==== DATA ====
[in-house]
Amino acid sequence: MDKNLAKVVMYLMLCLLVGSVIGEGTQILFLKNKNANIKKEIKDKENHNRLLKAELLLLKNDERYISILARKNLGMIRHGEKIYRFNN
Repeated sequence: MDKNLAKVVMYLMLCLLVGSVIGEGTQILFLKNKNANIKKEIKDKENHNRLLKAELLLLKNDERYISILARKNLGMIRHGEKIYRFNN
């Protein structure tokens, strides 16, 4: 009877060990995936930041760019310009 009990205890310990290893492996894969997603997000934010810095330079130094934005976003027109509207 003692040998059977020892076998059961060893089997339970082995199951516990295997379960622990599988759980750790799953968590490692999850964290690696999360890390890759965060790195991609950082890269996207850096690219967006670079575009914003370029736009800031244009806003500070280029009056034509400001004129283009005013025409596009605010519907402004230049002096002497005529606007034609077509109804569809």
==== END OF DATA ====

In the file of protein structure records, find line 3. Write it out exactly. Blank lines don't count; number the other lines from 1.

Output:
Repeated sequence: MDKNLAKVVMYLMLCLLVGSVIGEGTQILFLKNKNANIKKEIKDKENHNRLLKAELLLLKNDERYISILARKNLGMIRHGEKIYRFNN